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HomeECONOMIC & FINANCEFormation of consolidation according to Wyckoff

Formation of consolidation according to Wyckoff

Phase 1 : Stopping the previously dominant trend. The offer prevailed. Decrease in supply is indicated by preliminary support (PS) and sales climax ( SC ). These events are visible on the charts, where widening spreads and high volume reflect the transfer of a huge number of shares from one speculator to another. As soon as sellers weaken, an automatic rally (AR) follows, consisting of both demand for stocks and covering short positions (two types of ogrok are activated). A successful secondary test (ST) in the SC area will show a decrease in sales, as well as a narrowing spread and a decrease in volume , usually stopping at the same level as SC . If ST falls below SC , either lows renewal or consolidation formation can be expected. The SC and ST minimums and the AR maximum set the boundaries of the TR . Levels can be drawn to help see the market as shown in the two accumulation charts above.

Phase 2 : In Wyckoff’s analysis, Phase B acts as a “cause-building” for a new uptrend (see Wyckoff’s Law # 2 – “Cause and Effect”). In Phase 2, large players accumulate relatively inexpensive stocks in anticipation of a mark-up. The accumulation process can take a relatively long time and includes buying stocks at lower prices and checking for price increases by short selling (false breakouts). Typically during phase 2 there are multiple STs as well as upward actions at the upper end of the TR . In general, as TR develops to acquire most of the remaining supply, the majority of its interests are net buyers of shares. Buying and selling impart a characteristic up and down price movement to a trading range (flat).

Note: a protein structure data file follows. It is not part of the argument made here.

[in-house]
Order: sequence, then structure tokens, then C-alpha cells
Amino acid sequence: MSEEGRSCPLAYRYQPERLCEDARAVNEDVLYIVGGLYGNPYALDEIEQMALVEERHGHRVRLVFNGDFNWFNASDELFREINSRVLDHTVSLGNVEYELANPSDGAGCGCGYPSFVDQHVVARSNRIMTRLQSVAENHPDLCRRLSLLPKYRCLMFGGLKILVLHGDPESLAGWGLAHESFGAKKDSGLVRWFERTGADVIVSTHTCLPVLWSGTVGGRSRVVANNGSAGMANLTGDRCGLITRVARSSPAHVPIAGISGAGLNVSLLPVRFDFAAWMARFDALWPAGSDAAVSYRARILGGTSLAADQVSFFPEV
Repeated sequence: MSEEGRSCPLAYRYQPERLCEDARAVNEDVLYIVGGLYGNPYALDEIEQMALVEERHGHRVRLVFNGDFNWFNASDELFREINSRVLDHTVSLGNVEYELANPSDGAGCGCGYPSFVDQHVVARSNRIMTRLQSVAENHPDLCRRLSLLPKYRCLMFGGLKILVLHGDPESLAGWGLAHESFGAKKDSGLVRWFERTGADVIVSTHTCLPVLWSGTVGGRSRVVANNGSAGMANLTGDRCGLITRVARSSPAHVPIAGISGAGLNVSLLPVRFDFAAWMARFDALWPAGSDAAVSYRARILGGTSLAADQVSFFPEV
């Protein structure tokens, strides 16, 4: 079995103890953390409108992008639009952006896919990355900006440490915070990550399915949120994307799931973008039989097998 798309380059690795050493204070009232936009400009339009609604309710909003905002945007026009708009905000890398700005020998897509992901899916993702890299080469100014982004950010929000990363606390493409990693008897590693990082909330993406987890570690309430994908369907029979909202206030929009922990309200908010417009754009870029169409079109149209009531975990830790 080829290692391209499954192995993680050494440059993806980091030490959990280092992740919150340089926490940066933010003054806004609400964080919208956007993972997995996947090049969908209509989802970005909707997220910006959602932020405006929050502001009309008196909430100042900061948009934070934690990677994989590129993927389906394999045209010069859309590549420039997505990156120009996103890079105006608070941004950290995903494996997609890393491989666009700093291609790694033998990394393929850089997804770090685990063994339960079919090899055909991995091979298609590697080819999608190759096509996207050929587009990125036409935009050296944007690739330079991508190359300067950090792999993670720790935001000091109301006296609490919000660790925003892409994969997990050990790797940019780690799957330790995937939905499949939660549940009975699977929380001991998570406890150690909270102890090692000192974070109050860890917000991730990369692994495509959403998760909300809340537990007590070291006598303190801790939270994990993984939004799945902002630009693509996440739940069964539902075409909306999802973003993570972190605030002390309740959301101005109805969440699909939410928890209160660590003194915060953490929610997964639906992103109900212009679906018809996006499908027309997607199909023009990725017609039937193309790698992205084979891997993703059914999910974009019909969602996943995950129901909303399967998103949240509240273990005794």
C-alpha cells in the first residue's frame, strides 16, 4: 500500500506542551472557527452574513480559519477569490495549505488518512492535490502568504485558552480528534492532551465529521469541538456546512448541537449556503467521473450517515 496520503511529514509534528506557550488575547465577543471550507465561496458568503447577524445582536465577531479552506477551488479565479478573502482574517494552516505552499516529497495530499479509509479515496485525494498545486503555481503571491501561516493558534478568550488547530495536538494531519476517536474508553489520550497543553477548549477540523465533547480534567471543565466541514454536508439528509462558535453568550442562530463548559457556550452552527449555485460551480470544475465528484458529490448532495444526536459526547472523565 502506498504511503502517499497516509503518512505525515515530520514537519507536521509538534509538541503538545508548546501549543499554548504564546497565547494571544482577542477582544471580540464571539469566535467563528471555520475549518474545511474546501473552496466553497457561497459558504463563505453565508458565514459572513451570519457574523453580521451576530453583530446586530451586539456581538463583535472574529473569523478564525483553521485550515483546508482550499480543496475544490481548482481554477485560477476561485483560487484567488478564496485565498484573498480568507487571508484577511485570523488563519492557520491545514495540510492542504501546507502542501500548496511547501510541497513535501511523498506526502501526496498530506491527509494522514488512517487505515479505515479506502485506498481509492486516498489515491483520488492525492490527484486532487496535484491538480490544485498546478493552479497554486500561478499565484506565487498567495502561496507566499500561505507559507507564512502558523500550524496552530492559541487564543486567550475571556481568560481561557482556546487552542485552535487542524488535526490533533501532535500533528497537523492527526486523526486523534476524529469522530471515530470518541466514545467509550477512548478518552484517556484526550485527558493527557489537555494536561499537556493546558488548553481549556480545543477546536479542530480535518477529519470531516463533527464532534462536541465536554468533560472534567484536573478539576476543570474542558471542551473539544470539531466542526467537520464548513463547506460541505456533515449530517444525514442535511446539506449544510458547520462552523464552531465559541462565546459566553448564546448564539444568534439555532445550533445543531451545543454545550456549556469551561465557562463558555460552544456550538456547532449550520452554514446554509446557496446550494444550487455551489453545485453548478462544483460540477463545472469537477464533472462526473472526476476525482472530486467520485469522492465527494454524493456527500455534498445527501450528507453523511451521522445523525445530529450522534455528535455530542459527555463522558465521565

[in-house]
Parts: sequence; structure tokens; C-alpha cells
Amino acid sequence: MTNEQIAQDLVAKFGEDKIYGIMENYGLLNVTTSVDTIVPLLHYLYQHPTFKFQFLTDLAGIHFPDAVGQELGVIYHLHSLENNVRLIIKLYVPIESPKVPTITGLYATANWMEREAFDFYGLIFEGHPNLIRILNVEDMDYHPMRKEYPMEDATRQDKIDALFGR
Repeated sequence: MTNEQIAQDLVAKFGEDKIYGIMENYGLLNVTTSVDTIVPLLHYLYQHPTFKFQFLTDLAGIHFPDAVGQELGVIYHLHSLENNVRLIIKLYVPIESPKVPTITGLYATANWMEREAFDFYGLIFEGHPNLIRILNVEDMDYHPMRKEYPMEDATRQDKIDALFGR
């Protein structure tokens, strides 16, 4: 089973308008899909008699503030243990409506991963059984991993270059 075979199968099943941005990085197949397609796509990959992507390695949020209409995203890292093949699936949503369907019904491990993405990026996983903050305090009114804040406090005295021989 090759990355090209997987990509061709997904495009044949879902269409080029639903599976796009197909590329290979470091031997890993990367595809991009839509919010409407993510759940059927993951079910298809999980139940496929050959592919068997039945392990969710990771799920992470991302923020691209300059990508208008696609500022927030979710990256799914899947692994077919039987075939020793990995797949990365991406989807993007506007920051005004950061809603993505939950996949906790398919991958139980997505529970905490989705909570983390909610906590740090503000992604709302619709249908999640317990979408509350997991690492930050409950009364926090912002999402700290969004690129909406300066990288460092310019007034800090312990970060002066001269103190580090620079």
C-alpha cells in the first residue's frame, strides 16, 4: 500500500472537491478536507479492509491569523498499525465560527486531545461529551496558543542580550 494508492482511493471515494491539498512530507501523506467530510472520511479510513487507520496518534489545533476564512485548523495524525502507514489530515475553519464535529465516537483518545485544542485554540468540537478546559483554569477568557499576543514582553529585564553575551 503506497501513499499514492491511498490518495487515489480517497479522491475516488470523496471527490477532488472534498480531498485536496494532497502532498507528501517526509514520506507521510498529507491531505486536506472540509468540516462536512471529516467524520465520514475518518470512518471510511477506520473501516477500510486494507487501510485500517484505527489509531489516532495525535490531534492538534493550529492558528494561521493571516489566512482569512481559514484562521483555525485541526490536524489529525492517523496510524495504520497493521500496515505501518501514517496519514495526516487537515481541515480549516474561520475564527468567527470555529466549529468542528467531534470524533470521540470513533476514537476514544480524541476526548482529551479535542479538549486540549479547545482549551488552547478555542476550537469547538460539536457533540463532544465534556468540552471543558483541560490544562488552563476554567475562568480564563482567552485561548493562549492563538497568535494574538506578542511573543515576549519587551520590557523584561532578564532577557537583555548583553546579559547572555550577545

At the beginning of phase 2, the average true range is wide and accompanied by a large volume . However, as the professionals absorb the supply, the volume of the downward swings within the TR may diminish. When it turns out that stocks are likely to be depleted, the market is ready for Phase 3.

Phase 3 : The instrument goes through a critical review of the remaining supply, allowing the big players to make sure the instruments are ready for growth. As noted above, a spring is a price movement below the TR support level (set in phases 1 and 2) that quickly reverses and returns back to TR . This is an example of a false breakout. In reality, however, it marks the beginning of a new uptrend after grabbing liquidity, delaying late sellers. In Wyckoff’s method, a successful test of the supply, represented by a spring (or shake out), provides an opportunity for higher expectation trading. A low volume shake test indicates that the instrument will be ready to go long, so now is a good time to enter at least a partial long position.

Phase 3 : There is a constant predominance of demand over supply. This is evidenced by the promotion model (SOS) with widening price spreads and increasing volumes, as well as the reaction ( LPS ) to smaller spreads and reduced volumes. During phase 3, the price will advance to at least the top of the TR . The LPS in this phase is a great place to go long.

Phase 5 : The instrument leaves the TR zone, growth is forming, as demand is under complete control. Shakes and more typical reactions are usually short-lived. New higher-level TRs , involving both profit-taking and consolidation by large players, can occur at any time in Phase 5. These TRs are sometimes referred to as “stepping stones” on the path to even greater


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